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ORIGINAL ARTICLE
Year : 2021  |  Volume : 14  |  Issue : 2  |  Page : 155-159  

Study of dry eye parameters in diabetics in a tertiary care hospital


Department of Ophthalmology, Bharati Vidyapeeth (Deemed to be University) Medical College and Hospital, Sangli, Maharashtra, India

Date of Submission04-Mar-2020
Date of Decision10-Jun-2020
Date of Acceptance07-Jul-2020
Date of Web Publication12-Feb-2021

Correspondence Address:
Sunita Bishnoi
Junior Resident II, Bharati Hospital, Wanlesswadi, Sangli – Miraj Road, Sangli - 416 416, Maharashtra
India
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Source of Support: None, Conflict of Interest: None


DOI: 10.4103/mjdrdypu.mjdrdypu_67_20

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  Abstract 


Aim: This study aims to study the frequency and severity of dry eye in diabetic patients and their correlation with duration of diabetes. Materials and Methods: This cross-sectional prospective study was conducted on all patients with diabetes mellitus presenting to ophthalmology department of a tertiary care hospital between November 1, 2019, and December 31, 2019. The study population included diabetic patients who were above the age of 40 years. Detailed ocular history including diabetic history was recorded and comprehensive ocular clinical examination to assess the dry eye status was done. Schirmer's I test and Tear film Break-Up Time (TBUT) tests were performed and results were recorded. Results: In this study, 100 eyes of 50 diabetic patients were subjected to dry eye tests. Varying degree of dryness was seen in 34 patients (68%). Schirmer's test was abnormal (<10 mm) in 24 patients (48%) and TBUT test was abnormal (<10 s) in 34 patients (68%). Majority of patients (60%) were asymptomatic. Statistically significant association was seen between the duration of diabetes with Schirmer's I test and TBUT test (P = 0.00). Conclusion: Dry eyes are a frequent association seen in patients with diabetes. Simple noninvasive tests for dry eyes such as Schirmer's test and TBUT test should be considered as an integral part of routine examination in diabetics as these may be asymptomatic.

Keywords: Hyperglycemia, Schirmer's I test, Tear Film Break-up Time, tear film


How to cite this article:
Patil S, Bishnoi S, Joshi A. Study of dry eye parameters in diabetics in a tertiary care hospital. Med J DY Patil Vidyapeeth 2021;14:155-9

How to cite this URL:
Patil S, Bishnoi S, Joshi A. Study of dry eye parameters in diabetics in a tertiary care hospital. Med J DY Patil Vidyapeeth [serial online] 2021 [cited 2021 Apr 12];14:155-9. Available from: https://www.mjdrdypv.org/text.asp?2021/14/2/155/309340




  Introduction Top


According to the “International Dry Eye Workshop Study,” Dry Eye Syndrome (DES) is defined as an abnormality in quality or quantity of tears or in tear dynamics due to any cause resulting in ocular discomfort, visual disturbance, decreased tear film stability, and potential damage to the ocular surface.[1],[2]

Diabetes mellitus (DM) is a major public health concern affecting 21.9% of city population in India.[3] Chronic hyperglycemia, diabetic peripheral neuropathy, decreased insulin levels, microvasculopathy, and systemic hyperosmotic disturbances are risk factors for DM associated DES.[4],[5]

This study highlights the correlation of severity of dry eyes tests with duration of diabetes.


  Materials and Methods Top


This cross-sectional prospective study was conducted on all patients with diabetes presenting to ophthalmology department of a tertiary care hospital between November 1, 2019, and December 31, 2019. Study population included diabetic patients who were above the age of 40 years. Prior clearance from Institutional Ethical Committee was taken (IEC letter no. 377) and study was conducted according to tenets of Helsinki declaration.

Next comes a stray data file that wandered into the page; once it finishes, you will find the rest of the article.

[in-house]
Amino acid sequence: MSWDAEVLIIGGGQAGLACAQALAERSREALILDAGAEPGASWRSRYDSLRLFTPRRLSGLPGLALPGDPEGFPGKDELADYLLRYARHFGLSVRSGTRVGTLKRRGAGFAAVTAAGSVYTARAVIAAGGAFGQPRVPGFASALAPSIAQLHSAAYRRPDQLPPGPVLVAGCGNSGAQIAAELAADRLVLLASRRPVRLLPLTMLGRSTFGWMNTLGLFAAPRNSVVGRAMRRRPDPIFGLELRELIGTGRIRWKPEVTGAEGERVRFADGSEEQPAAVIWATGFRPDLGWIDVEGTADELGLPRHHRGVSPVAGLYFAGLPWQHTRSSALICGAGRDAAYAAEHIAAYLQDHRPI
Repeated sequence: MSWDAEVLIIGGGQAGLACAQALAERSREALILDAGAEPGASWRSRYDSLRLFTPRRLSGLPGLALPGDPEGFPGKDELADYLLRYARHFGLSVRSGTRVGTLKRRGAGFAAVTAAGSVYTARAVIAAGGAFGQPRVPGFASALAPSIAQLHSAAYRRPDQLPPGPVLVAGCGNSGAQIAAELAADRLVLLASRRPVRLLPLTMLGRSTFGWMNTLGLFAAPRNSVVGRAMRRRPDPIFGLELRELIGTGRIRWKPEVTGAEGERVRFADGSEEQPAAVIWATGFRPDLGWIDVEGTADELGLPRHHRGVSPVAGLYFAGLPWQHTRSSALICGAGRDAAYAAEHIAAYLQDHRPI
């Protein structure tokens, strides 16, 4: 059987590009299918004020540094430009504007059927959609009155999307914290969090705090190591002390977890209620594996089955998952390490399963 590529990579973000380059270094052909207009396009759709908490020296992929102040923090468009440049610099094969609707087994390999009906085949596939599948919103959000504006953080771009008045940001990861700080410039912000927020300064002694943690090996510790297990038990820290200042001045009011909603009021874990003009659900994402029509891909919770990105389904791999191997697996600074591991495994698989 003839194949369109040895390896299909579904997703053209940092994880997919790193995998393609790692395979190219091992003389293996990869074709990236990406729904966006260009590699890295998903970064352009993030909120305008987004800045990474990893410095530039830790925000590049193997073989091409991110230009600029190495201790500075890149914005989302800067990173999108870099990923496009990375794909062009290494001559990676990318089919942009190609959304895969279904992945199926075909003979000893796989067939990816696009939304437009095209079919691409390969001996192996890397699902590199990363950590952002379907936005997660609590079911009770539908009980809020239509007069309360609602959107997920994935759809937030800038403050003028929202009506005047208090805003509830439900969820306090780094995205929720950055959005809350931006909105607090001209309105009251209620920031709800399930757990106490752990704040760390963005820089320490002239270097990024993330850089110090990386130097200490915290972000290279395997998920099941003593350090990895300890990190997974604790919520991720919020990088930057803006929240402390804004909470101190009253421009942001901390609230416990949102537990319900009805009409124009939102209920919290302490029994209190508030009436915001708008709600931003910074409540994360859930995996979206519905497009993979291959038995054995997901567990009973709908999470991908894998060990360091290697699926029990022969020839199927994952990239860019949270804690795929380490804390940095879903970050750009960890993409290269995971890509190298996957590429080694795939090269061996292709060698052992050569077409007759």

Inclusion criteria

  • All patients with a history of diabetes and above the age of 40 years were included.


Exclusion criteria

  • Patients with other ocular disorder such as allergic eye disease, Vitamin A deficiency, Steven Johnsons syndrome, vernal keratoconjunctivitis, herpetic eye infections,  Meibomian gland More Details dysfunction, and post ocular chemical burns
  • Patients receiving systemic drug treatment such as MAO inhibitors, beta blockers, thiazides, non-steroidal anti-inflammatory drugs, and topical treatment such as alpha agonists and dry eye treatment
  • Patients with a history of ocular surgery such as cataract and glaucoma surgery, pterygium excision, and refractive surgery
  • Systemic diseases such as rheumatoid arthritis, Sjogren's syndrome, and lupus erythematosus
  • Contact lens wearers.


Informed written consent of the subjects to participate in the study was taken. Demographic data and detailed history, was recorded on a predetermined pro forma. All patients were asked about duration of diabetes and history regarding dry eyes symptoms such as ocular discomfort, including soreness, gritty sensation, itchiness, redness, blurred vision that improves with blinking, photophobia, and excessive tearing.[6],[7] Ocular examination of all subjects was done which included visual acuity testing using Snellen's chart, anterior segment examination by slit lamp biomicroscopy, corneal sensation testing, intraocular pressure measurement using noncontact tonometer, fundus examination using direct, and indirect ophthalmoscope. Tear film break-up time (TBUT) test and the Schirmer's test are the most applied clinical tests used to diagnose DES and thus were done in this study.[4] All investigations which needed topical anaesthesia were avoided. The dry eye status was studied by the following tests:

Schirmer test I

A 5 mm × 30 mm filter paper strip (no. 41 Whatman) was folded 5 mm from the end. The folded end was placed gently over the lower palpebral conjunctiva at its lateral one-third under aseptic precaution. The patient was advised to keep the eyes open and look upward. After 5 min, the strips were removed and the amount of the wetting was measured from the folded end of the strip[8] [Figure 1].